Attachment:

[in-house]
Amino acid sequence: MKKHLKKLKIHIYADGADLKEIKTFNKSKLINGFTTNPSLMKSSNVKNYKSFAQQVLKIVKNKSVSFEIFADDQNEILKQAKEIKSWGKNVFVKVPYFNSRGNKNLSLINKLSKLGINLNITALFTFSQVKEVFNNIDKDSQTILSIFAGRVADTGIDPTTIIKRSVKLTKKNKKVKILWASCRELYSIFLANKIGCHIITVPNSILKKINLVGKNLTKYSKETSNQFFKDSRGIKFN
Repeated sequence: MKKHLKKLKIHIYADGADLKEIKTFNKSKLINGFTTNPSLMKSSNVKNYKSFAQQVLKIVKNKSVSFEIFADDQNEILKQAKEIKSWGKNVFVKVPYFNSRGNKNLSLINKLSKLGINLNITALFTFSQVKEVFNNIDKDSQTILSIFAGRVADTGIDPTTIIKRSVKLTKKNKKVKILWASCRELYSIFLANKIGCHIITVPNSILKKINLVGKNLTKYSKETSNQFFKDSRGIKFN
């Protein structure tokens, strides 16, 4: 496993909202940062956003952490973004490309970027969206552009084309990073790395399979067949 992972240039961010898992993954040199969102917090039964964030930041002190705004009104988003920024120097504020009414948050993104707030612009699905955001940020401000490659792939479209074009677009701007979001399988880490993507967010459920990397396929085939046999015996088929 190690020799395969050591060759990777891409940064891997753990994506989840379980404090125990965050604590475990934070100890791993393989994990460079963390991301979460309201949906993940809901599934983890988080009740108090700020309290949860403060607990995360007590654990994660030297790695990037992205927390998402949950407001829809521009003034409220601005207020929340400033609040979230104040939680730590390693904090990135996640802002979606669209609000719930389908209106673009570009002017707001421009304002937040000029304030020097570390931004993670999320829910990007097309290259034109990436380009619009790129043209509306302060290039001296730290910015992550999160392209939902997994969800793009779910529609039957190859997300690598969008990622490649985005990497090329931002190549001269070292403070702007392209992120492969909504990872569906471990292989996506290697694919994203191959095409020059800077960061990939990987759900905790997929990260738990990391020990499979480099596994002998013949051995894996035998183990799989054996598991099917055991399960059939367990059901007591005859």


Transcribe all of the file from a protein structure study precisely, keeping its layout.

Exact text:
[in-house]
Amino acid sequence: MKKHLKKLKIHIYADGADLKEIKTFNKSKLINGFTTNPSLMKSSNVKNYKSFAQQVLKIVKNKSVSFEIFADDQNEILKQAKEIKSWGKNVFVKVPYFNSRGNKNLSLINKLSKLGINLNITALFTFSQVKEVFNNIDKDSQTILSIFAGRVADTGIDPTTIIKRSVKLTKKNKKVKILWASCRELYSIFLANKIGCHIITVPNSILKKINLVGKNLTKYSKETSNQFFKDSRGIKFN
Repeated sequence: MKKHLKKLKIHIYADGADLKEIKTFNKSKLINGFTTNPSLMKSSNVKNYKSFAQQVLKIVKNKSVSFEIFADDQNEILKQAKEIKSWGKNVFVKVPYFNSRGNKNLSLINKLSKLGINLNITALFTFSQVKEVFNNIDKDSQTILSIFAGRVADTGIDPTTIIKRSVKLTKKNKKVKILWASCRELYSIFLANKIGCHIITVPNSILKKINLVGKNLTKYSKETSNQFFKDSRGIKFN
């Protein structure tokens, strides 16, 4: 496993909202940062956003952490973004490309970027969206552009084309990073790395399979067949 992972240039961010898992993954040199969102917090039964964030930041002190705004009104988003920024120097504020009414948050993104707030612009699905955001940020401000490659792939479209074009677009701007979001399988880490993507967010459920990397396929085939046999015996088929 190690020799395969050591060759990777891409940064891997753990994506989840379980404090125990965050604590475990934070100890791993393989994990460079963390991301979460309201949906993940809901599934983890988080009740108090700020309290949860403060607990995360007590654990994660030297790695990037992205927390998402949950407001829809521009003034409220601005207020929340400033609040979230104040939680730590390693904090990135996640802002979606669209609000719930389908209106673009570009002017707001421009304002937040000029304030020097570390931004993670999320829910990007097309290259034109990436380009619009790129043209509306302060290039001296730290910015992550999160392209939902997994969800793009779910529609039957190859997300690598969008990622490649985005990497090329931002190549001269070292403070702007392209992120492969909504990872569906471990292989996506290697694919994203191959095409020059800077960061990939990987759900905790997929990260738990990391020990499979480099596994002998013949051995894996035998183990799989054996598991099917055991399960059939367990059901007591005859």